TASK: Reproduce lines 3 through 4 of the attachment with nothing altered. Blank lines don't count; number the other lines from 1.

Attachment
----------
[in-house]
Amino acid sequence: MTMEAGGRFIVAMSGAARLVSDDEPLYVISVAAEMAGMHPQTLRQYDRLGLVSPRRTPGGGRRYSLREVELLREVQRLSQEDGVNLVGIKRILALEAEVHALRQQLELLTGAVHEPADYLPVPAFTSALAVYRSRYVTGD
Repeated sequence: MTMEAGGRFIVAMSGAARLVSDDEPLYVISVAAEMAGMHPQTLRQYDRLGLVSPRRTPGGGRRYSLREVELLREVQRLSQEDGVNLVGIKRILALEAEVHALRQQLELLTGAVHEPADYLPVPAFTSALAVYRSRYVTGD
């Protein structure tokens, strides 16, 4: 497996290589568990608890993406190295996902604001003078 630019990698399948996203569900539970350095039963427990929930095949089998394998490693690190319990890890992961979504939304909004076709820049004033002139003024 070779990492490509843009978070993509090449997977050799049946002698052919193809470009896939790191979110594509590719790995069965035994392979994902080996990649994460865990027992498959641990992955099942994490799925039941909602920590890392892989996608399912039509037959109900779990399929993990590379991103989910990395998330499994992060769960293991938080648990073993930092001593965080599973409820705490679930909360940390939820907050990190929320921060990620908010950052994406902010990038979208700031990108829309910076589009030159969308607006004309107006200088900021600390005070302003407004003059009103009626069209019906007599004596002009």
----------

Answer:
Repeated sequence: MTMEAGGRFIVAMSGAARLVSDDEPLYVISVAAEMAGMHPQTLRQYDRLGLVSPRRTPGGGRRYSLREVELLREVQRLSQEDGVNLVGIKRILALEAEVHALRQQLELLTGAVHEPADYLPVPAFTSALAVYRSRYVTGD
């Protein structure tokens, strides 16, 4: 497996290589568990608890993406190295996902604001003078 630019990698399948996203569900539970350095039963427990929930095949089998394998490693690190319990890890992961979504939304909004076709820049004033002139003024 070779990492490509843009978070993509090449997977050799049946002698052919193809470009896939790191979110594509590719790995069965035994392979994902080996990649994460865990027992498959641990992955099942994490799925039941909602920590890392892989996608399912039509037959109900779990399929993990590379991103989910990395998330499994992060769960293991938080648990073993930092001593965080599973409820705490679930909360940390939820907050990190929320921060990620908010950052994406902010990038979208700031990108829309910076589009030159969308607006004309107006200088900021600390005070302003407004003059009103009626069209019906007599004596002009």